SURGE: Powering Entrepreneurship
Industry connections, networking, workshops, speaker series, mentoring and coaching, pitch training and competitions. In SURGE’s quest to help start-ups thrive, they are leaving no opportunity untouched.
SURGE is Mohawk’s Entrepreneurship Connection and for the past year, the on-campus resource has been stimulating and fostering a culture of entrepreneurship across Mohawk College while providing students access to start their own sustainable businesses. Run through the McKeil School of Business alongside iDeaWorks and the Faculty of Engineering Technology SURGE aims to reach out to the entire Mohawk student population across all campuses and programs of study, as well as the greater Hamilton start-up community.
SURGE Project Coordinator Karen Reiner introduces the vital players of SURGE:
Professor and Coordinator of Small Business and Entrepreneurship Program and SURGE Faculty Lead
How are you connected to SURGE?
In 2014, I was asked to lead the On Campus Entrepreneurship Activities and Initiatives on behalf of the McKeil School of Business and Mohawk College by my Dean and Associate Dean. I am thrilled to have the opportunity not only to mentor and coach students and clients, but to also connect them to resources that will help springboard their entrepreneurial aspirations to new levels.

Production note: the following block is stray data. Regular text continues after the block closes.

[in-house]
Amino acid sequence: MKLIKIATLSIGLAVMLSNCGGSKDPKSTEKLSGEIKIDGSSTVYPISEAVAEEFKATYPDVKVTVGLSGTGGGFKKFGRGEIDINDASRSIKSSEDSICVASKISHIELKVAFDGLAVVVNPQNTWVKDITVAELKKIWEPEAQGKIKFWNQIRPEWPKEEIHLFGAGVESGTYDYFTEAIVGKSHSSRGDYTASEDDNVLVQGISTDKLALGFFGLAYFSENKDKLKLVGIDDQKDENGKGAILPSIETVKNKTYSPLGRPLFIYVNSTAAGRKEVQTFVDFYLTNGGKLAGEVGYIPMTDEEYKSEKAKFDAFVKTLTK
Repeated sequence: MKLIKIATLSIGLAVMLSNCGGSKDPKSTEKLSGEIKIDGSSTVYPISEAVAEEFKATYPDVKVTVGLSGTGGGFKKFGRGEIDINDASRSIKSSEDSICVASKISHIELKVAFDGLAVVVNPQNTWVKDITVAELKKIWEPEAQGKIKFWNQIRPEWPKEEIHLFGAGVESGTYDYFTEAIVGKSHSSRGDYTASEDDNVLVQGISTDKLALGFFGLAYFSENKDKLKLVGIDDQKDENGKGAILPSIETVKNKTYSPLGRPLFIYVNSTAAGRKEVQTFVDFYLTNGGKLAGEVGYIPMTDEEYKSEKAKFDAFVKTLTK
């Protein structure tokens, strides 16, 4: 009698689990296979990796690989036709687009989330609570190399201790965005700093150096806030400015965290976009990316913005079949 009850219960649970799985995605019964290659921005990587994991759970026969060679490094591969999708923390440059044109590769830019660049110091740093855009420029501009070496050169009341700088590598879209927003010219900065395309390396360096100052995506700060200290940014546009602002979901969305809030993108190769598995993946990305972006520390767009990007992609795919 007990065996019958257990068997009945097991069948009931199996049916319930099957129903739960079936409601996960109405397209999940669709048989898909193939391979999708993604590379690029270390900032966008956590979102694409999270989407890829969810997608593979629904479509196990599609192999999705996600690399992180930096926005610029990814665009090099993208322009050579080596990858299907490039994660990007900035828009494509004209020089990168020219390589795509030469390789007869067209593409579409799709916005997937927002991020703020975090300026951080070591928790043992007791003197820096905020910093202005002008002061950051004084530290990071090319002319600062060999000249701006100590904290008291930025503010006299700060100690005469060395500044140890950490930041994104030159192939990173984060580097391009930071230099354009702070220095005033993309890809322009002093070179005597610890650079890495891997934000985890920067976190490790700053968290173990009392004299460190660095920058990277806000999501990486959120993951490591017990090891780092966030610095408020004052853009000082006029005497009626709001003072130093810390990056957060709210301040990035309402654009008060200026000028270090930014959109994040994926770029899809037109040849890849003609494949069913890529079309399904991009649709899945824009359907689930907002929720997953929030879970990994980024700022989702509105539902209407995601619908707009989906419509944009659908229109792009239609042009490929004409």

Through different partnerships within the Hamilton community, such as with Innovation Factory, the Small Business and Enterprise Centre, Alumni, iDeaWorks and the Agency, SURGE has been successful in offering students multiple opportunities to learn the critical points and pathways of a start-up. This initiative has gathered tremendous support from all angles and the momentum is strong going into 2015/2016.